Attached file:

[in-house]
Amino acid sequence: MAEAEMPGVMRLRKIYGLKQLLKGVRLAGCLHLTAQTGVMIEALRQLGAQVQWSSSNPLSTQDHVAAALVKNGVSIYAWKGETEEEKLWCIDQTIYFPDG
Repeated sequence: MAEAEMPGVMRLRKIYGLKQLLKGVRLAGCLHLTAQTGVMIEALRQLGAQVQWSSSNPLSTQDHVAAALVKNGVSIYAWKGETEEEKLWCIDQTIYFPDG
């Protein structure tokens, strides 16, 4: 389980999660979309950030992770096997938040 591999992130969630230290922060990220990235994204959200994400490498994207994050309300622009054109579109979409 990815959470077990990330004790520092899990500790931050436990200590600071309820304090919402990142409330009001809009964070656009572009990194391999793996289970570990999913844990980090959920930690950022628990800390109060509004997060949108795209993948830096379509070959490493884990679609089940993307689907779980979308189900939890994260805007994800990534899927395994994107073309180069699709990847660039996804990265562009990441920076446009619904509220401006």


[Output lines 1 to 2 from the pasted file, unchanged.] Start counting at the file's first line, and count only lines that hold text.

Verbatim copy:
[in-house]
Amino acid sequence: MAEAEMPGVMRLRKIYGLKQLLKGVRLAGCLHLTAQTGVMIEALRQLGAQVQWSSSNPLSTQDHVAAALVKNGVSIYAWKGETEEEKLWCIDQTIYFPDG